A Beginner’s Guide to Dominoes


Dominoes are small, colorful blocks that can be arranged to create straight or curved lines. Their small size and intricate detail make them popular with crafters and designers. They are also useful in teaching physics and engineering students about gravity and the laws of motion.

Lily Hevesh started playing with dominoes when she was 9 years old. Her grandparents had the classic 28-piece set, and she loved setting them up in a row, flicking the first one, and watching them all fall in succession. Today, Hevesh is a professional domino artist, creating spectacular sets for movies, TV shows, and even music videos. Her YouTube channel, Hevesh5, has more than 2 million subscribers.

The most common domino games involve two or more players. The game pieces, often called bones, cards, men or pieces, are normally twice as long as they are wide, with a square surface marked with one to six dots (also known as pips). Each domino has an opening on each end that can be used to connect it to other tiles. A domino’s value is determined by its number of pips. The more pips a domino has, the higher its rank and value. The value of a domino may also be defined as its “weight,” which can vary from none or blank to a number such as 6 or 12.

During play, a player wins by completing all of their own dominoes. In most games, the players place all of their pieces on the table, except for any they haven’t yet played. The remaining dominoes are called the stock or, in the United States, the boneyard. The player who has the most dominoes in their possession is the leader, and they play first.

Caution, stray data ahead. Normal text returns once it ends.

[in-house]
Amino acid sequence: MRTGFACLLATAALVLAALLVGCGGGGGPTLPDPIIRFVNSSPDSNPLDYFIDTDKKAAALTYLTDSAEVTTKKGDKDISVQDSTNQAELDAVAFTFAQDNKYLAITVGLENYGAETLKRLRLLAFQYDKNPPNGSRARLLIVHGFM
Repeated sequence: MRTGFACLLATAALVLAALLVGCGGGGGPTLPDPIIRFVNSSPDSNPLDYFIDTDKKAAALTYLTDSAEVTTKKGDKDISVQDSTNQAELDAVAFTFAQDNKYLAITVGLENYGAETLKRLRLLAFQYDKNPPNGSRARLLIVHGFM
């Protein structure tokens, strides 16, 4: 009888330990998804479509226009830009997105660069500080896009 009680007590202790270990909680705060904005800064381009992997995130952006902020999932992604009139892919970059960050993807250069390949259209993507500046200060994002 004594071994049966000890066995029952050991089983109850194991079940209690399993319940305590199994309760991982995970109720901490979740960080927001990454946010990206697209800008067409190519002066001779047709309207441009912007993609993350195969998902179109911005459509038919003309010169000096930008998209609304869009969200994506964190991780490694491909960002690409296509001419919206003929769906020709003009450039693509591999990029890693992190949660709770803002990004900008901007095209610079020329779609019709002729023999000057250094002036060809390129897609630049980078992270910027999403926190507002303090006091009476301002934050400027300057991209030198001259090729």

A player continues to play until they can’t continue, at which point they stop. The other players then take turns playing their pieces. The winner is the player who completes all of their own pieces, or who amasses the most points over a set number of rounds.

One of the most important aspects of any game is picking the right dominoes to play. Good dominoes are challenging and require a significant chunk of time to complete. They should be related to the bigger goal, and ideally, lead to positive side effects. For example, if you’re working on improving your finances, it might be helpful to break down the larger process into several good dominoes such as drafting a financial plan and implementing that plan.

The key to a successful domino effect is understanding the role of energy. When a domino is standing upright, it has potential energy, which is stored based on its position and the force of gravity. As a domino falls, it releases this energy and causes other dominoes to fall in a chain reaction. This is similar to the way that changing a single habit can lead to a domino effect, such as when people begin to spend less time on sedentary activities and eat less fat.